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Press Release

Fake Concert Promoter Charged with Million Dollar Fraud

For Immediate Release
U.S. Attorney's Office, Northern District of Texas

A man who claimed to be a concert promoter for artists like Beyonce, Nicki Minaj, and others has been charged with fraud, announced U.S. Attorney for the Northern District of Texas Leigha Simonton. 

Carlos Desean Goodspeed, 43, who operated under the assumed business name, “Straight Like That Entertainment,” was indicted on April 16 on three counts of wire fraud. He was arrested without incident at Dallas Fort Worth International Airport on Wednesday, and made his initial appearance before U.S. Magistrate Judge Renée H. Toliver on Thursday.

According to the indictment, Mr. Goodspeed allegedly told investors he was a concert promoter working in partnership with a multinational event marketing company.  He allegedly solicited hefty investments and guaranteed returns as high as 50% in a short period of time.

For example, in July 2018, he allegedly solicited $400,000 from one victim, promising to pay him back $650,000 ($250,000 in profit) within four months.  He claimed the money would be used to promote touring shows for artists Nicki Minaj and Future.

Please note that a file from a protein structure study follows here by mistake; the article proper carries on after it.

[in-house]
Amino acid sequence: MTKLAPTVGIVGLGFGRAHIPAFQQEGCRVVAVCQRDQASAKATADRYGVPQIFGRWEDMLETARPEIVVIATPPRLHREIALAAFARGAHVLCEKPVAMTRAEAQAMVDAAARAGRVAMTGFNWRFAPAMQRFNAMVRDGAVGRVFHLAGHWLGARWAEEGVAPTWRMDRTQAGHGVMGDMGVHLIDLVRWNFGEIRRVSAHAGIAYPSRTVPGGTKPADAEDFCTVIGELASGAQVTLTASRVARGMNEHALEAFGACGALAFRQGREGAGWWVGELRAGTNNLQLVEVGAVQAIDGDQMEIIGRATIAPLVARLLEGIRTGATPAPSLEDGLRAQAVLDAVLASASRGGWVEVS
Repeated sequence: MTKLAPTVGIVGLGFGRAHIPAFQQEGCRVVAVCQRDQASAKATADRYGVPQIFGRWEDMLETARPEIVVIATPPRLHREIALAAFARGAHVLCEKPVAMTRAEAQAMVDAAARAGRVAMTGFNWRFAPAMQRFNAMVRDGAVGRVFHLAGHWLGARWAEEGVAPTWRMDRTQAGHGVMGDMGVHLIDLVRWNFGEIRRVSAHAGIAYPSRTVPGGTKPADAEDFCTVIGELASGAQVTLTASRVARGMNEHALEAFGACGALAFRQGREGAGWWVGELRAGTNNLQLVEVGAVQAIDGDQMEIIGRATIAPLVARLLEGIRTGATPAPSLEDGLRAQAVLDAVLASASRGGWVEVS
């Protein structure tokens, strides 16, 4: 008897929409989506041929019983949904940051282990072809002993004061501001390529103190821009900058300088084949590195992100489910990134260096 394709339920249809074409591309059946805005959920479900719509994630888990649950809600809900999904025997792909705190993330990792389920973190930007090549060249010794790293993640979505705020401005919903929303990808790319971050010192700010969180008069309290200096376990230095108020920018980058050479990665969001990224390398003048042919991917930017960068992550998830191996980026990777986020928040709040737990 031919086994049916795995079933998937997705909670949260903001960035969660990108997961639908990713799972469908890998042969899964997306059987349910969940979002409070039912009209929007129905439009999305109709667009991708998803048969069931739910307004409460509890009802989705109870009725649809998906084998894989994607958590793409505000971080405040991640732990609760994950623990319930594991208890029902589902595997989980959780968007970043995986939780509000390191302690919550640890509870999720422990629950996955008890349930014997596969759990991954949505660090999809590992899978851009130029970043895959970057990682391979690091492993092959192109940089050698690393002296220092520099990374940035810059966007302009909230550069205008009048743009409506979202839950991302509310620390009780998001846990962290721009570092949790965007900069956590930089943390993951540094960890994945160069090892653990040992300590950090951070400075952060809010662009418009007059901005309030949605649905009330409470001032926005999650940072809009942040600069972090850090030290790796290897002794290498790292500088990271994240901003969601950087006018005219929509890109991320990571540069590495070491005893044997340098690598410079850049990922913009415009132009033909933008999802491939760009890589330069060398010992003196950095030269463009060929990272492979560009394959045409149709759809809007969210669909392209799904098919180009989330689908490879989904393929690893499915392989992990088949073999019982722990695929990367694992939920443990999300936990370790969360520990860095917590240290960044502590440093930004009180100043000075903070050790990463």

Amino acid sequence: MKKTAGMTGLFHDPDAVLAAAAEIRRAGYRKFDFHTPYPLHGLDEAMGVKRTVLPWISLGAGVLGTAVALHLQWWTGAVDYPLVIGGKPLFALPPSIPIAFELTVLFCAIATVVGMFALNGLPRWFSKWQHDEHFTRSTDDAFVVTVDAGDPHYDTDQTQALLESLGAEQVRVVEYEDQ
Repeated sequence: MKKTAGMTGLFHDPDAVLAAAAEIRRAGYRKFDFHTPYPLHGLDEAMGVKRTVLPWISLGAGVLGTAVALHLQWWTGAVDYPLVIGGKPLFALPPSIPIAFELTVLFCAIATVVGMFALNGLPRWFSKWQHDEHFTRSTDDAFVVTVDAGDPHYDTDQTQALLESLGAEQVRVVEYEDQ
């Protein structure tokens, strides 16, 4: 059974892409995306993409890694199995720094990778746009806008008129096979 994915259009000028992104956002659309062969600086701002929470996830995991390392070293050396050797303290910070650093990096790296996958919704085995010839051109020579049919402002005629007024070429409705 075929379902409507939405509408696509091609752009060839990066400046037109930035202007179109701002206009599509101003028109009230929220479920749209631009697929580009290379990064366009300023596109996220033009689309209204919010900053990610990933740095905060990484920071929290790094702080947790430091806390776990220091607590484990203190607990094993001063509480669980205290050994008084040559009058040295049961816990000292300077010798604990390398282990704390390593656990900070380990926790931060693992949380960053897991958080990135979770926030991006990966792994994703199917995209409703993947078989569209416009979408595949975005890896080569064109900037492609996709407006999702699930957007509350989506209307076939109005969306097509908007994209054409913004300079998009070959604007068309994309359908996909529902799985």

The same day the would-be investor wired Straight Like That Entertainment the money, Mr. Goodspeed allegedly withdrew $200,000 to pay a court-appointed receiver in connection with an SEC lawsuit; wired $20,000 to another duped investor; and withdrew $100,000 in cash and cashier's checks. He paid back only a fraction of the investor’s $400,000 investment.

In January 2022, Mr. Goodspeed allegedly solicited $50,000 from another investor, telling the investor the funds would be used to purchase concert tickets and suites for an upcoming Tyler, the Creator show.

Despite the show taking place as planned, Mr. Goodspeed did not return the principal or pay out the return as promised, allegedly making excuse after excuse.  He eventually told the investor he would be paid in full after two additional concerts, including a second concert by Tyler, the Creator and another by Ludacris.  The investor wired an additional $130,000 to Straight Like That Entertainment, which Mr. Goodspeed allegedly used for personal expenses, including rental payments at an upscale apartment complex, a purchase at a high-end retail store, and airline fees and hotels; and to make lulling payments to other duped investors.

In total, as a result of Mr. Goodspeed’s alleged fraud, investors collectively suffered a loss of over one million dollars.

An indictment is merely an allegation of criminal conduct, not evidence. Mr. Goodspeed is presumed innocent until proven guilty in a court of law.

If convicted, he faces up to 60 years in prison (20 years per count).

The Federal Bureau of Investigation's Dallas Field Office conducted the investigation. Assistant U.S. Attorney Renee Hunter prosecuted the case.


Erin Dooley 
Press Officer

Updated April 18, 2024

Financial Fraud